We used one of the supplied backgrounds. I took a picture of him in Scratch using his laptop and edited it in Scratch to remove the background.


He chose a pig to be his ground on the MaKey MaKey. A little copper tape on the pig makes it conductive so we can connect it to Earth on the MaKey MaKey.



Maybe he will dream about the farm tonight and draw more animals tomorrow.


This project was a spur of the moment attempt to capture his memories and observations from an important day in his school life. The materials were all on hand, and some were easy enough for a four year old to successfully use, or have help using. Choosing to record his voice rather than use a pre-made animal sound personalized the project and made it fun for Mom and Dad to use, too. If we share it on the Scratch web site, his grandparents could play with it, too. There is still plenty of room on the roll of paper he drew his farm on, so he can continue adding animals and sound effects as he desires.

Tuesday, October 20, 2015

Turtle Blocks After School Club


I was introduced to some people at a charter school in Bridgeport, Connecticut, who were looking for somebody to run an after school Turtle Blocks club. Walter Bender taught a three hour workshop at the school last year, and some kids really connected with the ideas but the school was at a loss how to carry it forward. I was approached by a Rotarian while I was at my Westport gig, and after I made him take my TurtleArt workshop, I talked with him about the school and what they were looking for. Fortunately, I was able to make it happen. This teaching experience has been one of the most rewarding I have had in the past three years. The kids are so proud of their work, the knowledge they are creating, and the designs that they are conjuring from their procedures. I am terrifically proud of them.

For the first class I built each student a notebook in the manner that my friend Joseph Schott taught me, made from discarded paper that is omnipresent in every school. Tearing a stack of paper into three even strips and folding the strips into a booklet shape makes an easy notebook. We wrote our names on them, the URL for Turtle Blocks, and I suggested they write down things they learn as we worked.

The students were shown how to connect blocks, and how a forward and right block can be connected and clicking these blocks to run them will draw a square after four times running the procedure. Other than that, the students were encouraged to explore the software and see what designs they were able to create.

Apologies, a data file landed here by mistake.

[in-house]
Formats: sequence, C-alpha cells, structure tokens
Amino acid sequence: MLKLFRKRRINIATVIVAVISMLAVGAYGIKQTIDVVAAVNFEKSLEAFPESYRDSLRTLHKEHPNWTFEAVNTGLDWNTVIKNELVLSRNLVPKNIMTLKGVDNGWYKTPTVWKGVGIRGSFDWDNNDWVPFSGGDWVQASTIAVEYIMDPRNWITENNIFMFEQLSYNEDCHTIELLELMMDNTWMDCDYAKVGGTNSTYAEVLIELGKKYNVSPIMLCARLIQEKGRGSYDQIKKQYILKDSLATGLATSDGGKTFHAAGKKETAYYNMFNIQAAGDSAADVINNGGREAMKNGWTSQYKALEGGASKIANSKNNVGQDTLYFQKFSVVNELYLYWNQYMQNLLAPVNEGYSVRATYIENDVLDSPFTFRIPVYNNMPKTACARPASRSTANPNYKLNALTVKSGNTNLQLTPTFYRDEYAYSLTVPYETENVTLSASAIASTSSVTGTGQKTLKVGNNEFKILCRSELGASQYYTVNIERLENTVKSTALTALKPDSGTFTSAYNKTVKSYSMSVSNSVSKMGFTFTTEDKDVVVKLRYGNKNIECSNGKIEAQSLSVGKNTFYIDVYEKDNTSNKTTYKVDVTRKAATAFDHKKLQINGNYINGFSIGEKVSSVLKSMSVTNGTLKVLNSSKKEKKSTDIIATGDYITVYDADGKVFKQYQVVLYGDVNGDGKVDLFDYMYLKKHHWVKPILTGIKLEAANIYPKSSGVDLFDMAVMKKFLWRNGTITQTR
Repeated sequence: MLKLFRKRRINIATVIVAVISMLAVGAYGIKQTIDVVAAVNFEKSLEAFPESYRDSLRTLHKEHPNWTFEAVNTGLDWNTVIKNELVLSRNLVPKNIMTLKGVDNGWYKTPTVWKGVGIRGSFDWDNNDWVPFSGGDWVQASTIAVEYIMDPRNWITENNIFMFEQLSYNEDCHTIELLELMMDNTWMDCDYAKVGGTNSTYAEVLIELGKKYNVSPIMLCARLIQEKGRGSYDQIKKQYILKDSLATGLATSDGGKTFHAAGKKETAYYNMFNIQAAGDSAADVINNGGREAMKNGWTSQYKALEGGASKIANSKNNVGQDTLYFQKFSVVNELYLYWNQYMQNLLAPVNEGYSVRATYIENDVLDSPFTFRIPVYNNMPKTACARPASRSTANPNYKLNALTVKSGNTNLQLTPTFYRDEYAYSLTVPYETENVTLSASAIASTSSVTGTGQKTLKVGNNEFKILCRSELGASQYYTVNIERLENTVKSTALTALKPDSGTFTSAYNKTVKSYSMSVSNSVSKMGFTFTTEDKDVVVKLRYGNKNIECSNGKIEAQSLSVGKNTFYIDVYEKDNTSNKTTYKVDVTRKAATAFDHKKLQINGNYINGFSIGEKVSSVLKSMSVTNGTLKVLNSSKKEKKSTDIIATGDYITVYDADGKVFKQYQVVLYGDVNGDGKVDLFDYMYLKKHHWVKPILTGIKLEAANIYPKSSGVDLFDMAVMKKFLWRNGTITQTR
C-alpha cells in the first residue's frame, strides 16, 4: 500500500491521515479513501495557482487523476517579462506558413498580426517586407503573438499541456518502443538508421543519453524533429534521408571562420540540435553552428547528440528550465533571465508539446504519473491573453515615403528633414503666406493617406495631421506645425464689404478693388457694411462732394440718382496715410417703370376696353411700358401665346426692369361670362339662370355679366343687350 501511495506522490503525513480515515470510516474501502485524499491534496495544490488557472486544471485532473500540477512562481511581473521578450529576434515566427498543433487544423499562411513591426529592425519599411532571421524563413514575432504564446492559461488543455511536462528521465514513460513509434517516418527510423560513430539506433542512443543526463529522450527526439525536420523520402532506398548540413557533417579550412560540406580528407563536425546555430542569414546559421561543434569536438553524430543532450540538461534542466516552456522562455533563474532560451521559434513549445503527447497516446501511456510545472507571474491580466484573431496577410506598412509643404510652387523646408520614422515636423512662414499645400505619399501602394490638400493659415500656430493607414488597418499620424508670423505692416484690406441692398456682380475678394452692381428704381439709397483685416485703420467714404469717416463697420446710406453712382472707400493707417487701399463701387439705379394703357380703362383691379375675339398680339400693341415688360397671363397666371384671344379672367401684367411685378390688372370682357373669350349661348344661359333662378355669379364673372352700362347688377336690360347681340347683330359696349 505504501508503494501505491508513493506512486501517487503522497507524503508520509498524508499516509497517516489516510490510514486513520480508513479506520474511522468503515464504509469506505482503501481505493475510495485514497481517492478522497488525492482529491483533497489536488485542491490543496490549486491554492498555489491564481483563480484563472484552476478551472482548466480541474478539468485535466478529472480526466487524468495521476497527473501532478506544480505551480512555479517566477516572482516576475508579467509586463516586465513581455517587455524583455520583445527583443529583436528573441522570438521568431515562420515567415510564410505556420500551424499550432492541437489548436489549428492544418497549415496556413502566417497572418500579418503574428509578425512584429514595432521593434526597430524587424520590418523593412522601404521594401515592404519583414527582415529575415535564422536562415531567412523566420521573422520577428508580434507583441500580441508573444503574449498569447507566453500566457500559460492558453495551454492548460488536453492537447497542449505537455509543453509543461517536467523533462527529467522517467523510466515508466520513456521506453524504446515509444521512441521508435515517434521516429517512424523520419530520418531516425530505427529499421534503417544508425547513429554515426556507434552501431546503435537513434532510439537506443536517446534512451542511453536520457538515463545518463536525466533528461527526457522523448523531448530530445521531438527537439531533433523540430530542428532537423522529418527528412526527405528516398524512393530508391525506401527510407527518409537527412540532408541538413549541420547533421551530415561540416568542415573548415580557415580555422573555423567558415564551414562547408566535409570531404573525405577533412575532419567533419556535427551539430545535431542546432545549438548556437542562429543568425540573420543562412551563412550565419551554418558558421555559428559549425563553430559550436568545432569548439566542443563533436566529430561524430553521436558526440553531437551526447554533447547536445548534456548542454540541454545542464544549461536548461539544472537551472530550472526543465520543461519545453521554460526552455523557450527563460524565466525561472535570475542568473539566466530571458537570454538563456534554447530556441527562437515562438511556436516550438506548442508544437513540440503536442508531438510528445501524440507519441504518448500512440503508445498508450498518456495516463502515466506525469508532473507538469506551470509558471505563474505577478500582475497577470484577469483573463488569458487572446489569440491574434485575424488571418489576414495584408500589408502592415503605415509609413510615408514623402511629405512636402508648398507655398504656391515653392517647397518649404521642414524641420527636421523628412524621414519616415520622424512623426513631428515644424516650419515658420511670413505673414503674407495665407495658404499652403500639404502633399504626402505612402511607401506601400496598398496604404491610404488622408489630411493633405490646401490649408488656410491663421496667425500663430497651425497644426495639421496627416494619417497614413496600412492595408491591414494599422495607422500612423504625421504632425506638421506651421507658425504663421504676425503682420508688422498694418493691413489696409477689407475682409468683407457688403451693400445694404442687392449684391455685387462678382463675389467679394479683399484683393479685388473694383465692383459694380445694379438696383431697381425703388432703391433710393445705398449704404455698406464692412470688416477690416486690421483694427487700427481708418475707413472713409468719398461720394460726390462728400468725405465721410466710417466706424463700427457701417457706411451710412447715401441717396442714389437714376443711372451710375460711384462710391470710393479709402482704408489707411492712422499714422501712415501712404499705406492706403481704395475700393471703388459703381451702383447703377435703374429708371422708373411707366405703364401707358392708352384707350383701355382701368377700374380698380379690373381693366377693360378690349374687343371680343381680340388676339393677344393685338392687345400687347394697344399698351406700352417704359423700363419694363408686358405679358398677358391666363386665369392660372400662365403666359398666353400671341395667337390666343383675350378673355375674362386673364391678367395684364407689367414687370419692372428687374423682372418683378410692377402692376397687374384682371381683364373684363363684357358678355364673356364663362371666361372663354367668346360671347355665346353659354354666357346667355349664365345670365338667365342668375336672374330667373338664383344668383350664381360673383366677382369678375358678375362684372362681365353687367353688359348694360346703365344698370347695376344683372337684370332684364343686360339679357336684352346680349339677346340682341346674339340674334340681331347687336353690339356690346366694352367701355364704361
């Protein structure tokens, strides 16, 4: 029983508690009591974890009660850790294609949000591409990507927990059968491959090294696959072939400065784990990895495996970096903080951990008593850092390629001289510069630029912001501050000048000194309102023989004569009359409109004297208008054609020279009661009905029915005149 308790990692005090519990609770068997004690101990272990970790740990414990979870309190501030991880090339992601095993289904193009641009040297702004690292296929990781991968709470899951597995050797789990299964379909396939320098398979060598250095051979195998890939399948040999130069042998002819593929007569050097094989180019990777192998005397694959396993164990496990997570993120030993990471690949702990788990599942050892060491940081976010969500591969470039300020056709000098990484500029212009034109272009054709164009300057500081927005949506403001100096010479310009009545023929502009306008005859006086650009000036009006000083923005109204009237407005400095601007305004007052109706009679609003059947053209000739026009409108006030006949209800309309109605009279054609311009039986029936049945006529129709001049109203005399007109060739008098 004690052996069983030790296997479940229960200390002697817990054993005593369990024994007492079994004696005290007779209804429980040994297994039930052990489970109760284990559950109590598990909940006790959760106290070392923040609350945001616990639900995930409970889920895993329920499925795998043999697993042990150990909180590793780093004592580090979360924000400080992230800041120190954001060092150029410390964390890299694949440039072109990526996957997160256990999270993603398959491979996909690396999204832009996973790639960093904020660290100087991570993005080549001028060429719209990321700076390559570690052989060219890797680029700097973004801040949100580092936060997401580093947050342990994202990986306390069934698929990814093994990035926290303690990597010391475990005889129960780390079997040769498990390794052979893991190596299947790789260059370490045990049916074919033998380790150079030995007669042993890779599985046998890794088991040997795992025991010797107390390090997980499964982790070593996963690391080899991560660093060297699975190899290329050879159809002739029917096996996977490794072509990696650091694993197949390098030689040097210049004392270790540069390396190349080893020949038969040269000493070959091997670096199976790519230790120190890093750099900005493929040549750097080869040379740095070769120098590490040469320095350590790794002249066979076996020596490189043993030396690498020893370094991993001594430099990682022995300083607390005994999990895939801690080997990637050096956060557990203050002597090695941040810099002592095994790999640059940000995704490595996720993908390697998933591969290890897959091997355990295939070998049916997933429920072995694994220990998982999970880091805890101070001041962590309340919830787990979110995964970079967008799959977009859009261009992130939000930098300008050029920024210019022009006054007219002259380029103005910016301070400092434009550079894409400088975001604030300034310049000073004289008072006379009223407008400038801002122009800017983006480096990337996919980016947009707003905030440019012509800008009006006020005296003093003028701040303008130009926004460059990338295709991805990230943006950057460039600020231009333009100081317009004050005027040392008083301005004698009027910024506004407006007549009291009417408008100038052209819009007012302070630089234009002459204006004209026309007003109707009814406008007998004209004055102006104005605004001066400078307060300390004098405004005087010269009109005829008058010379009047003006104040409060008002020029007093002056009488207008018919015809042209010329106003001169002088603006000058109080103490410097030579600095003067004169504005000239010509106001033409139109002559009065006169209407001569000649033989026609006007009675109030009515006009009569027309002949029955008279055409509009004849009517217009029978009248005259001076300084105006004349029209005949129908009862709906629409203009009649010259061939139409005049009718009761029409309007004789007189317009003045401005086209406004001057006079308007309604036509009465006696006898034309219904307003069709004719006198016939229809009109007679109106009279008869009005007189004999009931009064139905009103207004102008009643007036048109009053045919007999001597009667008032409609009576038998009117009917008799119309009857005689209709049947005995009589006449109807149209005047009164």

I was very happy to see the notebooks return to our second meeting. Some students worked on procedures at home, which they wrote down so they could re-program them at school! I taught them how to export their work and copy it to their Google Drive, but most still like to hand write the procedure after they finish it.


The designs in the second session became more complex, too as the students better understood the turtle's movement. Everyone declined my invitation (once again) to put themselves in the turtle's shoes to work out complex algorithms.






One student realized that programming the turtle to snap back to a specific x,y coordinate would cause a ray to be drawn from the origin point to wherever he dragged the turtle.


We talked a little about colors as numbers in Logo, and then I showed him the Cartesian plane and how we could tie the color to the current location on the x axis.



Another design choice that emerged during the second session was running a procedure (which the students learned was the fancy name for a stack of blocks that you put together to teach the turtle a new set of moves) over and over again, but in gradually smaller pen sizes and different colors every time you run it.


The third session continued to riff on this idea. 




One student continued to manually plug in smaller brush sizes and different colors. I decided to teach her how to use variables. She named a procedure after herself. The Ariela procedure draws her design. A master procedure makes the turtle calculate and select the smaller pen and different color every time the turtle repeats the Ariela procedure by using variables for the pen size and for the color.










The students and administrator are all psyched about the club. The students continue to work on designs outside of club, too: this students came for the last ten minutes but had asked a teacher to deliver his notebook to club earlier, I suppose thinking he owed me homework.




These students are exploring mathematics in powerful, personal ways that reveal the beauty and creativity often left out of teaching "math."